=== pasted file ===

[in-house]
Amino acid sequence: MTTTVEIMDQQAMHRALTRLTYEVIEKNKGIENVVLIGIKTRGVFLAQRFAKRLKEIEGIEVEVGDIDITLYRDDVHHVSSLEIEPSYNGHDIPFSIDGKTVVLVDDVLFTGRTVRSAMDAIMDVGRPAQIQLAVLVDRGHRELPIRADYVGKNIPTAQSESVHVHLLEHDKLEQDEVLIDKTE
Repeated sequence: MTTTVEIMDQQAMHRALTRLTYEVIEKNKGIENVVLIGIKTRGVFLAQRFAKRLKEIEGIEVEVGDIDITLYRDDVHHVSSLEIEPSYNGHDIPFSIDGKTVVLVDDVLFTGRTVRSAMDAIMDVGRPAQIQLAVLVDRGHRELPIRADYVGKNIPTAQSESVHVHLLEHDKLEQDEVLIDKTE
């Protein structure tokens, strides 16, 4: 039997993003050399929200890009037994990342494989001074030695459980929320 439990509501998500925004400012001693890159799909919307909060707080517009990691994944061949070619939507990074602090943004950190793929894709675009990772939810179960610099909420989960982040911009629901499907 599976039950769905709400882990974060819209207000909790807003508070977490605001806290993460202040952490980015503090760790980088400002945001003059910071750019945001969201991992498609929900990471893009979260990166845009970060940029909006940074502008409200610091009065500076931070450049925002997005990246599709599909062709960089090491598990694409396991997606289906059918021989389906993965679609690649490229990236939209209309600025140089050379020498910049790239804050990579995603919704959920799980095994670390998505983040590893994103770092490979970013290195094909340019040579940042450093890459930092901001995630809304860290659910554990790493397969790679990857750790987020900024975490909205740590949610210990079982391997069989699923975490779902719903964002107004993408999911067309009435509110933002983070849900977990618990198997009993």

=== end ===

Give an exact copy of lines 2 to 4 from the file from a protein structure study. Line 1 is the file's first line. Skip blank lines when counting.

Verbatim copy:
Amino acid sequence: MTTTVEIMDQQAMHRALTRLTYEVIEKNKGIENVVLIGIKTRGVFLAQRFAKRLKEIEGIEVEVGDIDITLYRDDVHHVSSLEIEPSYNGHDIPFSIDGKTVVLVDDVLFTGRTVRSAMDAIMDVGRPAQIQLAVLVDRGHRELPIRADYVGKNIPTAQSESVHVHLLEHDKLEQDEVLIDKTE
Repeated sequence: MTTTVEIMDQQAMHRALTRLTYEVIEKNKGIENVVLIGIKTRGVFLAQRFAKRLKEIEGIEVEVGDIDITLYRDDVHHVSSLEIEPSYNGHDIPFSIDGKTVVLVDDVLFTGRTVRSAMDAIMDVGRPAQIQLAVLVDRGHRELPIRADYVGKNIPTAQSESVHVHLLEHDKLEQDEVLIDKTE
């Protein structure tokens, strides 16, 4: 039997993003050399929200890009037994990342494989001074030695459980929320 439990509501998500925004400012001693890159799909919307909060707080517009990691994944061949070619939507990074602090943004950190793929894709675009990772939810179960610099909420989960982040911009629901499907 599976039950769905709400882990974060819209207000909790807003508070977490605001806290993460202040952490980015503090760790980088400002945001003059910071750019945001969201991992498609929900990471893009979260990166845009970060940029909006940074502008409200610091009065500076931070450049925002997005990246599709599909062709960089090491598990694409396991997606289906059918021989389906993965679609690649490229990236939209209309600025140089050379020498910049790239804050990579995603919704959920799980095994670390998505983040590893994103770092490979970013290195094909340019040579940042450093890459930092901001995630809304860290659910554990790493397969790679990857750790987020900024975490909205740590949610210990079982391997069989699923975490779902719903964002107004993408999911067309009435509110933002983070849900977990618990198997009993």